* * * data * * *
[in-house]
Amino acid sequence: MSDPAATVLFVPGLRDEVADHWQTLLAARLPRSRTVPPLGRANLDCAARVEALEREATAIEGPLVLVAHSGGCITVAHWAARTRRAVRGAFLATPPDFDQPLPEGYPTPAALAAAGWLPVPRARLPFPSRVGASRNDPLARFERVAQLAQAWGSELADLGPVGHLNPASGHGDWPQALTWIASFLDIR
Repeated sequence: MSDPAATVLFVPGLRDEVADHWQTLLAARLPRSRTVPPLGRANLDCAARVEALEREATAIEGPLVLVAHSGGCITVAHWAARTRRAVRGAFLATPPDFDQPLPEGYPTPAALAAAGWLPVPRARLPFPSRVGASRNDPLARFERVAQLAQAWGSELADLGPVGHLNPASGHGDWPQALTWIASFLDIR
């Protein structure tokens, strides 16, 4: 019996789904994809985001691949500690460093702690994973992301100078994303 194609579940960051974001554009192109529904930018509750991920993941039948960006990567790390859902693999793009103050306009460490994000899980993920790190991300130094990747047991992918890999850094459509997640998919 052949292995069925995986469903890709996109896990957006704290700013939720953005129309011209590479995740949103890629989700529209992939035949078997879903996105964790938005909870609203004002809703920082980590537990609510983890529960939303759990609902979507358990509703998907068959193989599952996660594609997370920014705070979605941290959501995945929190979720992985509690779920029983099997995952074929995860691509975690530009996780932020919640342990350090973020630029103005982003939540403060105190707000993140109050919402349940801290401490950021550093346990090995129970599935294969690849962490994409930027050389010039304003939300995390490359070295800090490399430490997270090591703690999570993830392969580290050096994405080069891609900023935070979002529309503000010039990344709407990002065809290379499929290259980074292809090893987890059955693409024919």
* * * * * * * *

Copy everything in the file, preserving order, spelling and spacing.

[in-house]
Amino acid sequence: MSDPAATVLFVPGLRDEVADHWQTLLAARLPRSRTVPPLGRANLDCAARVEALEREATAIEGPLVLVAHSGGCITVAHWAARTRRAVRGAFLATPPDFDQPLPEGYPTPAALAAAGWLPVPRARLPFPSRVGASRNDPLARFERVAQLAQAWGSELADLGPVGHLNPASGHGDWPQALTWIASFLDIR
Repeated sequence: MSDPAATVLFVPGLRDEVADHWQTLLAARLPRSRTVPPLGRANLDCAARVEALEREATAIEGPLVLVAHSGGCITVAHWAARTRRAVRGAFLATPPDFDQPLPEGYPTPAALAAAGWLPVPRARLPFPSRVGASRNDPLARFERVAQLAQAWGSELADLGPVGHLNPASGHGDWPQALTWIASFLDIR
């Protein structure tokens, strides 16, 4: 019996789904994809985001691949500690460093702690994973992301100078994303 194609579940960051974001554009192109529904930018509750991920993941039948960006990567790390859902693999793009103050306009460490994000899980993920790190991300130094990747047991992918890999850094459509997640998919 052949292995069925995986469903890709996109896990957006704290700013939720953005129309011209590479995740949103890629989700529209992939035949078997879903996105964790938005909870609203004002809703920082980590537990609510983890529960939303759990609902979507358990509703998907068959193989599952996660594609997370920014705070979605941290959501995945929190979720992985509690779920029983099997995952074929995860691509975690530009996780932020919640342990350090973020630029103005982003939540403060105190707000993140109050919402349940801290401490950021550093346990090995129970599935294969690849962490994409930027050389010039304003939300995390490359070295800090490399430490997270090591703690999570993830392969580290050096994405080069891609900023935070979002529309503000010039990344709407990002065809290379499929290259980074292809090893987890059955693409024919």